set of confidence. Sometimes it's nice to be able to also reason about like concrete
values with a plain unit test, but it's nice to have both at your disposal.
The thing I have found very difficult to use with property testing is building the data
sets. So usually what I find is, and this is why I don't use it much, actually, pretty
much never, is because there's always something that you don't do know what to accept as input.
For instance, you say if you put a minus sign before the value, they should be negative.
But that is not the case if the value is zero. So how do you say I want a float or an integer,
but not zero? Because for zero, it will fail. And it will definitely try zero at some point.
Right. I know. I agree. That's a really tricky part of it. One way you can do that is you
could do like and then you could do int plus one.
Then what if it generated minus one? Oh, isn't there like a positive or you could
do like absolute value. You have to get clever with it. Yeah. I guess there's not a positive
int one, but you could make a positive int fuzzer by saying taking the absolute value
and then adding one. Yeah. And then you can give yourself this building block of a positive
int fuzzer. But it is a little bit awkward. I think there's a way to like say that a particular
fuzz value to exclude it, but it can also lead to like stack overflow issues with the
fuzzing. Yeah. Or you could also ignore the test, say expect.pass, meaning the test will
just pass if the value is not valid. But if your values are rarely valid, then the test
is not worth much. Right. Oh, there is an int range. There's int range. So you can give
it a range. There's float range. And you can get clever like sometimes with characters.
Like you could create, there's also fuzz.constant and fuzz.oneof. So like you could make like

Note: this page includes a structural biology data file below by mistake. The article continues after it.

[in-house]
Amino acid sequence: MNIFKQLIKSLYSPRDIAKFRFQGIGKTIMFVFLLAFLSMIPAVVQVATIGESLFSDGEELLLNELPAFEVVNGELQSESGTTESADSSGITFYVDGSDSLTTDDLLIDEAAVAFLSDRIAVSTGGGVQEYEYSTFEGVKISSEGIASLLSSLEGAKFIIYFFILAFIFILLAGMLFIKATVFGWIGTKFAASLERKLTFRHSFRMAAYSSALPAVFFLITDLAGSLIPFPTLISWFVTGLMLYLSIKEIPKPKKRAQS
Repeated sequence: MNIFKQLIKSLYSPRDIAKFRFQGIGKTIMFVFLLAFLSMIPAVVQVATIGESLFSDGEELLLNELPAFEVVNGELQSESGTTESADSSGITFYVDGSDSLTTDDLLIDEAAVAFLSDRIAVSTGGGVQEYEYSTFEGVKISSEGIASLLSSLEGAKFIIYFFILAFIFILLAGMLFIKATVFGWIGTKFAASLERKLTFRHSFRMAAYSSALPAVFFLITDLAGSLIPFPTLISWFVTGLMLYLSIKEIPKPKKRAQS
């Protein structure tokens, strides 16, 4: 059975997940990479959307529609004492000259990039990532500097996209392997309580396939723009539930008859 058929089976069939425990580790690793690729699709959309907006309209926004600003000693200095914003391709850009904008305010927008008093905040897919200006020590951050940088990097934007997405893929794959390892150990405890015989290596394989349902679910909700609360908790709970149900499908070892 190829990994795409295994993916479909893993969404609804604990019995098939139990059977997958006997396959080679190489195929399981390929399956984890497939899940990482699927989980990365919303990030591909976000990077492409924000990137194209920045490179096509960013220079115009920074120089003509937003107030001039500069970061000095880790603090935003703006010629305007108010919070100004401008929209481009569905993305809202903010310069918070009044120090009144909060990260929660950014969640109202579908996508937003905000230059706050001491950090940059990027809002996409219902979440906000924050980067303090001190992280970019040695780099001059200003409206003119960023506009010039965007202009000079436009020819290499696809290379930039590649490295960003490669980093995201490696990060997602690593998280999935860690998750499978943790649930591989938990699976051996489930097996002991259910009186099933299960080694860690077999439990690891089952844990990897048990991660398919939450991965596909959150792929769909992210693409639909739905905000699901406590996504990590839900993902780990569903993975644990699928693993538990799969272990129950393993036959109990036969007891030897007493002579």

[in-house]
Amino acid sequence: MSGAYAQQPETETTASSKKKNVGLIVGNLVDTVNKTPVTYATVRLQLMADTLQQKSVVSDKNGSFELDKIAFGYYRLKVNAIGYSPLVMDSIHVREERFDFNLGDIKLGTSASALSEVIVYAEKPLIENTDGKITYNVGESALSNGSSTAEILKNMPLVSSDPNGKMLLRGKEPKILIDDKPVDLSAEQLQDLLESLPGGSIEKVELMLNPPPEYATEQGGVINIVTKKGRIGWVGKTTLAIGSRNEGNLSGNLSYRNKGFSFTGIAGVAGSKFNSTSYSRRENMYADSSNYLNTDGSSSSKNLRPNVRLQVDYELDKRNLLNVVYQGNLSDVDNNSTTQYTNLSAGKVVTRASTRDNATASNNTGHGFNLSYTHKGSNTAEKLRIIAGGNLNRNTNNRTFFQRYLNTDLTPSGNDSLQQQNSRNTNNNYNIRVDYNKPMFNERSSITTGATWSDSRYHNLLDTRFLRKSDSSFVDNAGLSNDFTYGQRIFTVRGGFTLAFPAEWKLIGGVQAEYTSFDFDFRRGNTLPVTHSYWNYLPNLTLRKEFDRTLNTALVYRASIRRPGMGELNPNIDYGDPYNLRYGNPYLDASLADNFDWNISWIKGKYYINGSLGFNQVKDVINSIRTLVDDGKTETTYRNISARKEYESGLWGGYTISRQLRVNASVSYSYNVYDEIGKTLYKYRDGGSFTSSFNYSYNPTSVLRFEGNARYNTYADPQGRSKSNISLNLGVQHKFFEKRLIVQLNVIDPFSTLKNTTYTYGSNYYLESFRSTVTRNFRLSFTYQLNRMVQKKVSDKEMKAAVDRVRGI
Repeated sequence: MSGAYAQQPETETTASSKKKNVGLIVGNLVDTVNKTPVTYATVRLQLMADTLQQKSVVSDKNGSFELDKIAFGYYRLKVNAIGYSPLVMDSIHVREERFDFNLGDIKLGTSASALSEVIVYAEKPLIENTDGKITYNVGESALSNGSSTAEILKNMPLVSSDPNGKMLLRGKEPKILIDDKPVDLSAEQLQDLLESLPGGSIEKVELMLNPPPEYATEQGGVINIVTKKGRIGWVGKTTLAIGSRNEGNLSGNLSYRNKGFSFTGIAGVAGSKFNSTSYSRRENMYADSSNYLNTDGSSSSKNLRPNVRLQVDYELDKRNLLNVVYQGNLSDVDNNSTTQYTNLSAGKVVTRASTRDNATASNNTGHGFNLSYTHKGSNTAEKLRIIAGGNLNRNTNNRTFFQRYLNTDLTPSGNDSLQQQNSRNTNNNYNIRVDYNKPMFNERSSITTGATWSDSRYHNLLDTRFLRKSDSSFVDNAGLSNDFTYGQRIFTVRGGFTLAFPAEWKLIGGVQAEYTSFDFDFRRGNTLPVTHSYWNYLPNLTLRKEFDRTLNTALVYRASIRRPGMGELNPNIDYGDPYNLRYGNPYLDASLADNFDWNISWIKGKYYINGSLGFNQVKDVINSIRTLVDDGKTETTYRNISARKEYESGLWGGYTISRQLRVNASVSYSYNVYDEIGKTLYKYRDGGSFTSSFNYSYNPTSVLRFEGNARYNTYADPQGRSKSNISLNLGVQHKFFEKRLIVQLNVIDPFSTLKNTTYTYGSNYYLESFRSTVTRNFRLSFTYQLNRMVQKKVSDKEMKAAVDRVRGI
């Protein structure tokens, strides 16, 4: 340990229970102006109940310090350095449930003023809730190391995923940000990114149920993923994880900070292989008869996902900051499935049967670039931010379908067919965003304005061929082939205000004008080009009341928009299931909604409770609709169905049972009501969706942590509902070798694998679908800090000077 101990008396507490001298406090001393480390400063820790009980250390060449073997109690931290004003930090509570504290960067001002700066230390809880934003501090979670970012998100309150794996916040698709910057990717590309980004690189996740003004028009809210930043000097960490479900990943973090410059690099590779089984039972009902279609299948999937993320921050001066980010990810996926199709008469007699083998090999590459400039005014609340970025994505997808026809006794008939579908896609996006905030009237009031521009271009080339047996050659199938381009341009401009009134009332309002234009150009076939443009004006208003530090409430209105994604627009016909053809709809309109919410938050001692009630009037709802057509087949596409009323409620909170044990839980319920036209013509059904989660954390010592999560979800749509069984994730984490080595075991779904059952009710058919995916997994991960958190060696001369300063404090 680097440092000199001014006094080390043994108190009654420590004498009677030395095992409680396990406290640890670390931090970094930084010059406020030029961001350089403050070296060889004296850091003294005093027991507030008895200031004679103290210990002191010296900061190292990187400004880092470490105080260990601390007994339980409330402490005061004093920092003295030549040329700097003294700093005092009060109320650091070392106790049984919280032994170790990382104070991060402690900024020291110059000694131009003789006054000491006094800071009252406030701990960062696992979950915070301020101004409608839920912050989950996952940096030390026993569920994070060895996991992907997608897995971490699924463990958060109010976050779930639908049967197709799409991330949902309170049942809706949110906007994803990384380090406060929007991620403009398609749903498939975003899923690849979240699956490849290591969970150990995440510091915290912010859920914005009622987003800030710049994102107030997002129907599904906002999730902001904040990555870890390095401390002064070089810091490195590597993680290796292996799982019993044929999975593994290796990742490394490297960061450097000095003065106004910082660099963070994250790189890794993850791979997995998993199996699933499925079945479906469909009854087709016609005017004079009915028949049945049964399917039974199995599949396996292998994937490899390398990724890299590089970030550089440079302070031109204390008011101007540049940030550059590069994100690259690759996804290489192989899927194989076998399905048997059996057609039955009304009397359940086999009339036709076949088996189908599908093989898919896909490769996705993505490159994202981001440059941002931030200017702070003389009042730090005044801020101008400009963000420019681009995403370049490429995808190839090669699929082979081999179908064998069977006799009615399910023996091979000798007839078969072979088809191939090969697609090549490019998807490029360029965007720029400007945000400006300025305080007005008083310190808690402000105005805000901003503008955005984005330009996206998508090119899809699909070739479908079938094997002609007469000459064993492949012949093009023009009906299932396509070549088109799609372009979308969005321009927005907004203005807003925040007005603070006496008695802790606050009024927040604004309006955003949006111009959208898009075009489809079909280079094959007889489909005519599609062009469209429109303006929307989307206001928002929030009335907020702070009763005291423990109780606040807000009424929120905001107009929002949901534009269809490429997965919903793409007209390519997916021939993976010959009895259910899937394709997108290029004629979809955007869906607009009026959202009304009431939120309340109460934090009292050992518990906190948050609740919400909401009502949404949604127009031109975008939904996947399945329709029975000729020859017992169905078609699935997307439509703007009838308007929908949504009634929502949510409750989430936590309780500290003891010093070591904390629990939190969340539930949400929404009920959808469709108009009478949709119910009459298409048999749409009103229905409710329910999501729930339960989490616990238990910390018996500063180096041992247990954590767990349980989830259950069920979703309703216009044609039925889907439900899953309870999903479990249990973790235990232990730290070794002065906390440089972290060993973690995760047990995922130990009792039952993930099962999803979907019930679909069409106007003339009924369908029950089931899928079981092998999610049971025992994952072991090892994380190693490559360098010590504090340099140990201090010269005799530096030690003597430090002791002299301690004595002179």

a vowel fuzzer and you can build up all sorts of complex things, but you do have to get
a little clever. And I mean, much like Elm, sometimes the way that you want to express
it isn't the way it's going to be natural to express it. And so you have to go a different
route. But once you do, you can find an elegant solution. Yeah. Jeroen, do you ever test views
in Elm? No. Do you know what the reason why? Tell me. Because he mostly writes Elm review
and there's no view in Elm review. Well, except in the name, but that's it. No, I don't. I
know there's a module or several modules to test the HTML in Elm tests or Elm explorations
tests, but I've never tried them. Have you? I've used them a tiny bit, but I find that
if I'm doing unit testing, what I find is that usually what I want to do is I want to
create a data type that represents what the view is going to be and make assertions on
that data type. And then pass that like sometimes in an object oriented context, people talk
about like view objects, you know, that you can have something that represents everything
in a formatted way and the view is just templating it. It's just picking off those little pieces
of that view object, right? So that's what makes a lot of sense to me is just have all
of that data formatted in a particular way. And if I want to make assertions about that
format, I don't need to grab it out with CSS selectors in the HTML output. I just make
assertions about this data type. And then I pass that data type to be rendered as my
view. But all it's doing is picking off these values and presenting them directly. It's
not manipulating them or doing any logic on them. Okay, but then you don't test your view